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Dells infant battles rare disease, family looks to stay afloat
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Dells infant battles rare disease, family looks to stay afloat

Disease 1

Newborn Gus Pfister stays on a breathing tube as doctors work to treat his Eagle-Barrett Syndrome.

A Dells family looks to maintain normalcy as their young son undergoes treatment for his rare medical condition.

16-month-old Gus Pfister suffers from Eagle-Barrett Syndrome, also known as Prune Belly Syndrome, a disease characterized by a distended, wrinkled abdomen and kidney failure. According to Kimberly Pfister, Gus’ mother, he was diagnosed with renal failure in-utero before doctors officially gave the Eagle-Barrett diagnosis.

“When we are 20 weeks, they found out there were some issues,” Pfister said. “His bladder had ruptured, and they drained all of the fluid out of his abdomen because it was pushing on his heart and lungs. Everything was okay for a while, and then around 27 weeks everything kind of went bad.”

According to Pfister, when Gus was born he was incapable of breathing on his own, so he was kept in the newborn intensive care unit, hooked up to a breathing tube. However, Gus was born at St. Mary’s hospital in Madison, which is not equipped to provide him with the necessary treatment.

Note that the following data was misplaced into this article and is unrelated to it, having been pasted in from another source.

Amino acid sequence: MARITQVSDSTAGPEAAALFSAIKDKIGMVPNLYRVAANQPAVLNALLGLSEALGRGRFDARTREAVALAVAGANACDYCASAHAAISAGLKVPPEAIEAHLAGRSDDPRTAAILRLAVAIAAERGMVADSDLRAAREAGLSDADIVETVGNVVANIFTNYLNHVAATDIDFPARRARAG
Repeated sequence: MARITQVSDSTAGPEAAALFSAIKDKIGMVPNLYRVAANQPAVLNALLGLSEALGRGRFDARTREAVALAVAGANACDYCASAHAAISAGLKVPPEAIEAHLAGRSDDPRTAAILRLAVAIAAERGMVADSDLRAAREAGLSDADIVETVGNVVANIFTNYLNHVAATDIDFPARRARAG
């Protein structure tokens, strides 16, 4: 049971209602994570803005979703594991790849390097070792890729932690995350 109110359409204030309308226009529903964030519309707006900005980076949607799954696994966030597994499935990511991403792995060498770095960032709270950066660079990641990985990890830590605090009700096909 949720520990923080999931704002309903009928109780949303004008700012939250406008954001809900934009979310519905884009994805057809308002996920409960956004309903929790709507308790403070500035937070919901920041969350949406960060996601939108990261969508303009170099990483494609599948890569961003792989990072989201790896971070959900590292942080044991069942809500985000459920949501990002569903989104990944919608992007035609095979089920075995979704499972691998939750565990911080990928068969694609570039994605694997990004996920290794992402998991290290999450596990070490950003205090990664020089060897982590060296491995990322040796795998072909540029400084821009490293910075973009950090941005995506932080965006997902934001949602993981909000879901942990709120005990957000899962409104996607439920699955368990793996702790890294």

Eventually, after some time at St. Mary’s, Gus was well enough to be relocated to American Family Children’s Hospital, where he continues his treatment to this day. At the time, Pfister said that Gus was undergoing 24-hour perineal dialysis, administered manually by the hospital staff. It took weeks before his body could process enough fluid to move to a more traditional pump system in his dialysis treatment.

Treatment for Eagle-Barrett Syndrome is wide-ranging, consisting of anything from surgery to widen the urethra or catheterization that leads from the abdomen through a new incision in the navel. In Gus’ case, however, he requires a full kidney transplant in order to achieve a high quality of life.

Thankfully, the Pfisters found out recently that Kimberly is a donor match for her youngest son, after waiting until he had grown enough to receive a live donor transplant. According to Pfister, a child has to be at least 30 inches tall and weigh 20 pounds before their bodies can accept a kidney transplant.

The family has not officially set a date for the procedure yet, but hopes for Kimberly and Gus to undergo the transplant before the end of May. However, issues remain even after the transplant.

Gus will be required to stay in Madison for at least a month after the procedure, which can get quite costly. Pfister said she hasn’t been able to work since the family learned about Gus’ health complications, and that other transplant patients have seen substantial financial problems from that condition.

“They do require us to stay in Madison with him for some time afterwards, because he has to have his levels checked so frequently,” Pfister said. “We’re hoping to stay at the Ronald McDonald House … we know transplant families have had to go to hotels, and they’ve spent thousands of dollars on their stay, not including food.”

Even after the procedure, the Pfister will have to contend with the cost of anti-rejection medication, which does not come cheap. For the moment, Gus is on Medicare, which will cover the cost of medication.

However, he can only stay in Medicare for three years, after which point the Pfisters and their insurance will be responsible for paying the cost of medication. Pfister said that she does not expect the family to have too much difficulty paying for the medicine, but that it will be taxing on the family budget.

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